We define a "latin square" to be an $n \times n$ grid filled with the numbers $1$ through $n$ such that every number appears in every row and every column exactly once. I need to prove that in any $n \times n$ symmetric (with respect to the main diagonal) Latin square where $n$ is odd, every number 1, 2, 3, . . . , n must appear at least once on the main diagonal.
What I've tried: I have attempted a proof by contradiction, assuming that there exists some number $i$ from between $1$ and $n$ which does not exist on the diagonal. Then I attempt to show that for the first element along the main diagonal $i$ must somewhere (call this place index $k$) in the second to $nth$ place in the first row and first column respectively. The second element of the diagonal must be in the third though $(k-1)th$ or $(k+1)th$ through $nth$ place. The $jth$ diagonal element will have $i$ in the places other than those taken by $j-1$ other $i$'s. And finally for the $nth$ diagonal element, $i$ can't be in $n-1$ places, but if $i$ isn't in the diagonal, then $i$ must be in one of those places. Therefore we have reached a contradiction.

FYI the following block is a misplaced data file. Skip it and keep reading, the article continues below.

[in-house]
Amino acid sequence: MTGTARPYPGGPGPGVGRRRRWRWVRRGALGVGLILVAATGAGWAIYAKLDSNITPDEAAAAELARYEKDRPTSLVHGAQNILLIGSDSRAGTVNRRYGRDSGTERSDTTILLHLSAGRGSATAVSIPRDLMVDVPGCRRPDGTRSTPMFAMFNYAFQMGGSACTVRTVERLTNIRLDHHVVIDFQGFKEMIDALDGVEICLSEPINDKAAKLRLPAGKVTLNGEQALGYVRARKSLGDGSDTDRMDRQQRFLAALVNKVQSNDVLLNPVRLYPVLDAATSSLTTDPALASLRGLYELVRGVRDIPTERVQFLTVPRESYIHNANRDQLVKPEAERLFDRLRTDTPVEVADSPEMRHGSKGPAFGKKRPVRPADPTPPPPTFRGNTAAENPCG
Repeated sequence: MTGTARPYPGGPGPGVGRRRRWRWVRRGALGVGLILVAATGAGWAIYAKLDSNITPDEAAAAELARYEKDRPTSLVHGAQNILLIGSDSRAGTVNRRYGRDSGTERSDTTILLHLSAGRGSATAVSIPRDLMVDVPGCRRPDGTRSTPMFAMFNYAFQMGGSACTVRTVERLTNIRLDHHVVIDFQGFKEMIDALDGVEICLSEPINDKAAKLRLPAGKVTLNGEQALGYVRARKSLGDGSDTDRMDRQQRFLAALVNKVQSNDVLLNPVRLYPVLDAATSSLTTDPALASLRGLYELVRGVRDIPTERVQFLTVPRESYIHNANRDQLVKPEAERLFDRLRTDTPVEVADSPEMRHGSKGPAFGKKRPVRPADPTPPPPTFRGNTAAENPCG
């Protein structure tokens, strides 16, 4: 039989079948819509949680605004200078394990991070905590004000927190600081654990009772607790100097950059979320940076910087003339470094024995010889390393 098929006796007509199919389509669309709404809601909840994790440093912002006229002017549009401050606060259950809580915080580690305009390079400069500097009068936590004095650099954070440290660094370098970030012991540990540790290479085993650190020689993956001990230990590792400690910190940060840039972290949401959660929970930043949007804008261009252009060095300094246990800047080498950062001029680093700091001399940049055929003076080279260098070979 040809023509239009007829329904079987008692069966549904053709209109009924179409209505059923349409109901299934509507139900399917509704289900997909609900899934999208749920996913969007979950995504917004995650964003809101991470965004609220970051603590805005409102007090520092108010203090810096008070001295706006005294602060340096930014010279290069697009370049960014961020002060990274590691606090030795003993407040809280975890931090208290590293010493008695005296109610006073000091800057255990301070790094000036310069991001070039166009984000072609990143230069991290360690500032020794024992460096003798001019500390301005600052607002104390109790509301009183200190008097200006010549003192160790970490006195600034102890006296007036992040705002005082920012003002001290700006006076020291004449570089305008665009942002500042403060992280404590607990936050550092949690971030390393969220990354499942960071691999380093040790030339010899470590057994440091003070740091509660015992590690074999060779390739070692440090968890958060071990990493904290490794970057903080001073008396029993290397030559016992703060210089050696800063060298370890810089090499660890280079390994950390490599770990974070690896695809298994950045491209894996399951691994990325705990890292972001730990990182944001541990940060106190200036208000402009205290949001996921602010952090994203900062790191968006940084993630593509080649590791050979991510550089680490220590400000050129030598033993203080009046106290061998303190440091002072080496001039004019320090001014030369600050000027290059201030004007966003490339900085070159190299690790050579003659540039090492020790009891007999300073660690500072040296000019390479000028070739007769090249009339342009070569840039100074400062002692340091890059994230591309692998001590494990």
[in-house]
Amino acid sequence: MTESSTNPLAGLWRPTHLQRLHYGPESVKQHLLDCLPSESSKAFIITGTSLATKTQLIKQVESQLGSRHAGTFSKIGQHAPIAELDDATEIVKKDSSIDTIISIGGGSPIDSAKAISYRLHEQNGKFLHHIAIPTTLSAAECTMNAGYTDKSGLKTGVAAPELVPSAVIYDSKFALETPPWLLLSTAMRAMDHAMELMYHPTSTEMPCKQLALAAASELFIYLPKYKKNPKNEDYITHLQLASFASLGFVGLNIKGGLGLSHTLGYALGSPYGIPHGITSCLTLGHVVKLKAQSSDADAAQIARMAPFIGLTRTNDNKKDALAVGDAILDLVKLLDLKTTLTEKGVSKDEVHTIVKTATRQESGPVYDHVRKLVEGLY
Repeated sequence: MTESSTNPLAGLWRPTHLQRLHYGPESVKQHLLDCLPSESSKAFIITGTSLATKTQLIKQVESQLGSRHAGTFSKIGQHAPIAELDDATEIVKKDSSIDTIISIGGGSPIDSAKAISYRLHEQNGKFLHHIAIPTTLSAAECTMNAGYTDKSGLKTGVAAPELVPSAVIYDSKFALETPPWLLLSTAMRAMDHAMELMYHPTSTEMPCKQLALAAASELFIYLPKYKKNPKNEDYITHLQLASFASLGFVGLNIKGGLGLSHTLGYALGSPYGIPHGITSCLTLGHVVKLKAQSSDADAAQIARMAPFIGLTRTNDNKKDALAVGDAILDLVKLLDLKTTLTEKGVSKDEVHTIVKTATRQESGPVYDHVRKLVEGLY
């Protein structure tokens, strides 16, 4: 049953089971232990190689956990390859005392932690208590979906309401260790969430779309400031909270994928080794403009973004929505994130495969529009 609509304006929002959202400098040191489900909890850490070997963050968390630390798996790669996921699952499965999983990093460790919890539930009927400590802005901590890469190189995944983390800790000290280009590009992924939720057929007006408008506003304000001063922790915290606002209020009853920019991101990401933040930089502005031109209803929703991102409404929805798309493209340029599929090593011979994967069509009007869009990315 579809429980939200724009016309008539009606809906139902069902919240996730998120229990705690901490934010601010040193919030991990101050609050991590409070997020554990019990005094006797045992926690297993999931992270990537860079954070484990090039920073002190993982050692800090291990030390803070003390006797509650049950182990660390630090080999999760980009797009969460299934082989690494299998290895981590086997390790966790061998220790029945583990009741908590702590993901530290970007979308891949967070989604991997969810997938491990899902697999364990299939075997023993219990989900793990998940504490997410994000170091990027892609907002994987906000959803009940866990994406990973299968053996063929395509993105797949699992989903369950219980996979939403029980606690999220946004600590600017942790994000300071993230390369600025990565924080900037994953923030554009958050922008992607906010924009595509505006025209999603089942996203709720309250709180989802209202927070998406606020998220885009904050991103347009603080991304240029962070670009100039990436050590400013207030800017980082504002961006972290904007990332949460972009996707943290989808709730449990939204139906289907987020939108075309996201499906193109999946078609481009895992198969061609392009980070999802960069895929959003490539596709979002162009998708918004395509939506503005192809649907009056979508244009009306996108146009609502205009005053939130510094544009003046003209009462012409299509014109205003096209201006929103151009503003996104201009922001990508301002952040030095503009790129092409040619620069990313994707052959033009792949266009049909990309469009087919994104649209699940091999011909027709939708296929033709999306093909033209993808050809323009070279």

However I did not utilize $n$ being odd or the symmetric nature of the square, so I believe I am making some mistake. Any help would be much appreciated.